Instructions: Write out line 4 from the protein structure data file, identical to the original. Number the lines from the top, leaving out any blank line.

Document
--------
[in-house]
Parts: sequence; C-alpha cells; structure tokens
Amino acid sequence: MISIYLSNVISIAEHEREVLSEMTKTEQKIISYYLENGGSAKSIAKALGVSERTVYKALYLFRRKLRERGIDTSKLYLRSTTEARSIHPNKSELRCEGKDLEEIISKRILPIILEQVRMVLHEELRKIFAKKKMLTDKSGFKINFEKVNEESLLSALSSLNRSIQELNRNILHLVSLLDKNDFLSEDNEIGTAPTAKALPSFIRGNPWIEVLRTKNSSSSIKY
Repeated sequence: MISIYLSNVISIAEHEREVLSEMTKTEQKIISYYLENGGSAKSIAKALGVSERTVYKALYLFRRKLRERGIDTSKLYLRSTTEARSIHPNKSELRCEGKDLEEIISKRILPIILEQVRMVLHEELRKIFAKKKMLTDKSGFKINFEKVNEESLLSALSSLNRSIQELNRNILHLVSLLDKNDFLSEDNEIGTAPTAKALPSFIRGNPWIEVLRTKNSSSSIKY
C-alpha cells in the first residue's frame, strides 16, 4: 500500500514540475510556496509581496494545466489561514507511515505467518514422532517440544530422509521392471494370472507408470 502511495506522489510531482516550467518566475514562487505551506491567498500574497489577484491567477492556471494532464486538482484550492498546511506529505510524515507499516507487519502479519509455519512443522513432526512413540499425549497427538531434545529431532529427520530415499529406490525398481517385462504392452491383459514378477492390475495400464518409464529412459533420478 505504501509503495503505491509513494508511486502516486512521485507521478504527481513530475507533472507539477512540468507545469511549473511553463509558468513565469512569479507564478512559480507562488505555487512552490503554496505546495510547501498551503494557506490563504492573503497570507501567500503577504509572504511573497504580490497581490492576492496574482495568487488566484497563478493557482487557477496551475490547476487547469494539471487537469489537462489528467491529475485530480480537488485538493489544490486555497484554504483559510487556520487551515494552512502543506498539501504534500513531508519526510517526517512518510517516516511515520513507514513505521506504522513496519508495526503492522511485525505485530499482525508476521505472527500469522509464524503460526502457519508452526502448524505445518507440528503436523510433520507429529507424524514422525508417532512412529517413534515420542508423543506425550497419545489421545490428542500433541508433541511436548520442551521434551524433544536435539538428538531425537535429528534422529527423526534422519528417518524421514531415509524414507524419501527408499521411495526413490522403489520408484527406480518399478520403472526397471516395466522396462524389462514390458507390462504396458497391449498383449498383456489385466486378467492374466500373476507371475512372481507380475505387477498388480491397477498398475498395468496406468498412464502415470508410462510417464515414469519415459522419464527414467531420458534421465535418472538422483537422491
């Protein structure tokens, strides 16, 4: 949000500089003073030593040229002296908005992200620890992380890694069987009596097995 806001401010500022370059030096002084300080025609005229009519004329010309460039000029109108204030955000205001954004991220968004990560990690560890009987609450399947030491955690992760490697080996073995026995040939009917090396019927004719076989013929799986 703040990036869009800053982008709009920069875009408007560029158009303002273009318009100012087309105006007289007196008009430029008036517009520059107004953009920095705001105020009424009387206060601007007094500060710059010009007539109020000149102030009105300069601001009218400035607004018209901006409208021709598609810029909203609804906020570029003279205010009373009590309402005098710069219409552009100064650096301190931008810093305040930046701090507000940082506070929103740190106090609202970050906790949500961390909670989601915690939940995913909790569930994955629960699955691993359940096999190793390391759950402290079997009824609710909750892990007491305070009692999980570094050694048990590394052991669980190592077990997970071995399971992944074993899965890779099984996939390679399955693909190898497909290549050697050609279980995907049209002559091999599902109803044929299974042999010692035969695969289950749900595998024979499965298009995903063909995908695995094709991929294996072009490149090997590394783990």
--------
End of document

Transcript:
Repeated sequence: MISIYLSNVISIAEHEREVLSEMTKTEQKIISYYLENGGSAKSIAKALGVSERTVYKALYLFRRKLRERGIDTSKLYLRSTTEARSIHPNKSELRCEGKDLEEIISKRILPIILEQVRMVLHEELRKIFAKKKMLTDKSGFKINFEKVNEESLLSALSSLNRSIQELNRNILHLVSLLDKNDFLSEDNEIGTAPTAKALPSFIRGNPWIEVLRTKNSSSSIKY